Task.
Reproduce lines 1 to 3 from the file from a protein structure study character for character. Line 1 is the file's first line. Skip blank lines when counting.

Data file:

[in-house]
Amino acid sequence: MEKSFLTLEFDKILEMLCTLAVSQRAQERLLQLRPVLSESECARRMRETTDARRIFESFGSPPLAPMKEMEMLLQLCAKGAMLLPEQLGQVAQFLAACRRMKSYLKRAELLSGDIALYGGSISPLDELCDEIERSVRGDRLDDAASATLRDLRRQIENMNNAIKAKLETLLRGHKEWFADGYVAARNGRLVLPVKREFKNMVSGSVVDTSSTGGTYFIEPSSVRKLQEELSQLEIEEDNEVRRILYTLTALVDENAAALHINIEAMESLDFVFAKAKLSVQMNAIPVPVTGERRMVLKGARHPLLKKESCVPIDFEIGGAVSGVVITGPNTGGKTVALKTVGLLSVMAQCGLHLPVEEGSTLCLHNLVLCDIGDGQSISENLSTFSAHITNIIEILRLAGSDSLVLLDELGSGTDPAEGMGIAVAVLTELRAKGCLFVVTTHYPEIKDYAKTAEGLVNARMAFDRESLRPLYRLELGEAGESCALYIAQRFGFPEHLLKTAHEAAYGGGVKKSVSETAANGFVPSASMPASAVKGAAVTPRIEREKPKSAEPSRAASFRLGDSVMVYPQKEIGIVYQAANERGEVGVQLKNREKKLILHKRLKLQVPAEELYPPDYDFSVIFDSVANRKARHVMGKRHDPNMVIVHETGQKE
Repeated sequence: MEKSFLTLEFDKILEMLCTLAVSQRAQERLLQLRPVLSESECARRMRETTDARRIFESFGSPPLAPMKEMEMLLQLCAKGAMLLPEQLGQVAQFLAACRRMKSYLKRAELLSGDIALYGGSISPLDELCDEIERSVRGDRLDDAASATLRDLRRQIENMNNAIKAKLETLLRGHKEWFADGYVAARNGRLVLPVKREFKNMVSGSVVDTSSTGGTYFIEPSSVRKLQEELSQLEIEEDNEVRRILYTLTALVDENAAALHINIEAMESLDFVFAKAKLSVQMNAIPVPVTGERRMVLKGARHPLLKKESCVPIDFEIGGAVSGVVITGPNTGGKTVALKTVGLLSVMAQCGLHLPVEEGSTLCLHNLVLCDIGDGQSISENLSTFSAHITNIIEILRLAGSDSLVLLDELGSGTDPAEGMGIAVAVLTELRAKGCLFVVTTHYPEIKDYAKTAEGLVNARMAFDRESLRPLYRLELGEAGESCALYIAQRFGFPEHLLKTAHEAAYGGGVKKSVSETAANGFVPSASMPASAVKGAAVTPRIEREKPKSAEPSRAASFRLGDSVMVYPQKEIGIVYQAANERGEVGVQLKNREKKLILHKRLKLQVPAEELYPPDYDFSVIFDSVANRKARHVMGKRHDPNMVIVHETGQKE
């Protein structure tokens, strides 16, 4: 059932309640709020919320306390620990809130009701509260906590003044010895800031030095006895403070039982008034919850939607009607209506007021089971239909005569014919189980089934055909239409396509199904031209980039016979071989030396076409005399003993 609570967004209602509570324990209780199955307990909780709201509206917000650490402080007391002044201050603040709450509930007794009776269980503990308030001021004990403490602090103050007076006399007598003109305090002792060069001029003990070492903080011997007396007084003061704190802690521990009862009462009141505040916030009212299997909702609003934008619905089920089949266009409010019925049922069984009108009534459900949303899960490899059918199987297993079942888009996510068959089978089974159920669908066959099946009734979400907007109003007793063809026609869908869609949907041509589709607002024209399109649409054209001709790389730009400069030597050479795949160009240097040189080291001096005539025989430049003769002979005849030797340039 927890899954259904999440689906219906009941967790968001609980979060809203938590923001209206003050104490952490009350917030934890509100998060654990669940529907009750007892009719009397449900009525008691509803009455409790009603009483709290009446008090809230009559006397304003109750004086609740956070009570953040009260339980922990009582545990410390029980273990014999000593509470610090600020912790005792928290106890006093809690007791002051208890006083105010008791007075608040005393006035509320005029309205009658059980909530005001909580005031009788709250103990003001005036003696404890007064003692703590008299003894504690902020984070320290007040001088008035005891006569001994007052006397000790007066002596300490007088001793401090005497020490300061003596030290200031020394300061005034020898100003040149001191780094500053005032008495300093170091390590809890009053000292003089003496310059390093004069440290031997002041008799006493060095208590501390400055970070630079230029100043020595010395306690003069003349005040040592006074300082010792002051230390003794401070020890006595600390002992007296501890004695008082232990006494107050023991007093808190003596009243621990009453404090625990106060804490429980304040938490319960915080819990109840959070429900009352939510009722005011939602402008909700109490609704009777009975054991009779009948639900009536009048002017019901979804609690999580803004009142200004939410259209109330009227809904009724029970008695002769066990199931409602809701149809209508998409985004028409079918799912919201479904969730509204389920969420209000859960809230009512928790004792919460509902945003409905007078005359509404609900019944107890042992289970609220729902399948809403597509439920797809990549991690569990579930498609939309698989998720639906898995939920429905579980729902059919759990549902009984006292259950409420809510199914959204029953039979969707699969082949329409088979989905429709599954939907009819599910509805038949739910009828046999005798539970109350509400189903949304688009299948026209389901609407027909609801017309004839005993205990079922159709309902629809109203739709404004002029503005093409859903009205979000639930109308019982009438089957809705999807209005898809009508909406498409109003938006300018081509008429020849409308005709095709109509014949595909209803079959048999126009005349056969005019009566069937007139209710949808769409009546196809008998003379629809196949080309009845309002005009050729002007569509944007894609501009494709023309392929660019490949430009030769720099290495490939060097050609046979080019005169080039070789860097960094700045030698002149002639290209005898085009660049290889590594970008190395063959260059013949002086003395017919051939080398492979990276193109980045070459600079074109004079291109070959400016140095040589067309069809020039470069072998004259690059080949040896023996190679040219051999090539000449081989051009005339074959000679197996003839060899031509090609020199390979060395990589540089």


[in-house]
Amino acid sequence: MEKSFLTLEFDKILEMLCTLAVSQRAQERLLQLRPVLSESECARRMRETTDARRIFESFGSPPLAPMKEMEMLLQLCAKGAMLLPEQLGQVAQFLAACRRMKSYLKRAELLSGDIALYGGSISPLDELCDEIERSVRGDRLDDAASATLRDLRRQIENMNNAIKAKLETLLRGHKEWFADGYVAARNGRLVLPVKREFKNMVSGSVVDTSSTGGTYFIEPSSVRKLQEELSQLEIEEDNEVRRILYTLTALVDENAAALHINIEAMESLDFVFAKAKLSVQMNAIPVPVTGERRMVLKGARHPLLKKESCVPIDFEIGGAVSGVVITGPNTGGKTVALKTVGLLSVMAQCGLHLPVEEGSTLCLHNLVLCDIGDGQSISENLSTFSAHITNIIEILRLAGSDSLVLLDELGSGTDPAEGMGIAVAVLTELRAKGCLFVVTTHYPEIKDYAKTAEGLVNARMAFDRESLRPLYRLELGEAGESCALYIAQRFGFPEHLLKTAHEAAYGGGVKKSVSETAANGFVPSASMPASAVKGAAVTPRIEREKPKSAEPSRAASFRLGDSVMVYPQKEIGIVYQAANERGEVGVQLKNREKKLILHKRLKLQVPAEELYPPDYDFSVIFDSVANRKARHVMGKRHDPNMVIVHETGQKE
Repeated sequence: MEKSFLTLEFDKILEMLCTLAVSQRAQERLLQLRPVLSESECARRMRETTDARRIFESFGSPPLAPMKEMEMLLQLCAKGAMLLPEQLGQVAQFLAACRRMKSYLKRAELLSGDIALYGGSISPLDELCDEIERSVRGDRLDDAASATLRDLRRQIENMNNAIKAKLETLLRGHKEWFADGYVAARNGRLVLPVKREFKNMVSGSVVDTSSTGGTYFIEPSSVRKLQEELSQLEIEEDNEVRRILYTLTALVDENAAALHINIEAMESLDFVFAKAKLSVQMNAIPVPVTGERRMVLKGARHPLLKKESCVPIDFEIGGAVSGVVITGPNTGGKTVALKTVGLLSVMAQCGLHLPVEEGSTLCLHNLVLCDIGDGQSISENLSTFSAHITNIIEILRLAGSDSLVLLDELGSGTDPAEGMGIAVAVLTELRAKGCLFVVTTHYPEIKDYAKTAEGLVNARMAFDRESLRPLYRLELGEAGESCALYIAQRFGFPEHLLKTAHEAAYGGGVKKSVSETAANGFVPSASMPASAVKGAAVTPRIEREKPKSAEPSRAASFRLGDSVMVYPQKEIGIVYQAANERGEVGVQLKNREKKLILHKRLKLQVPAEELYPPDYDFSVIFDSVANRKARHVMGKRHDPNMVIVHETGQKE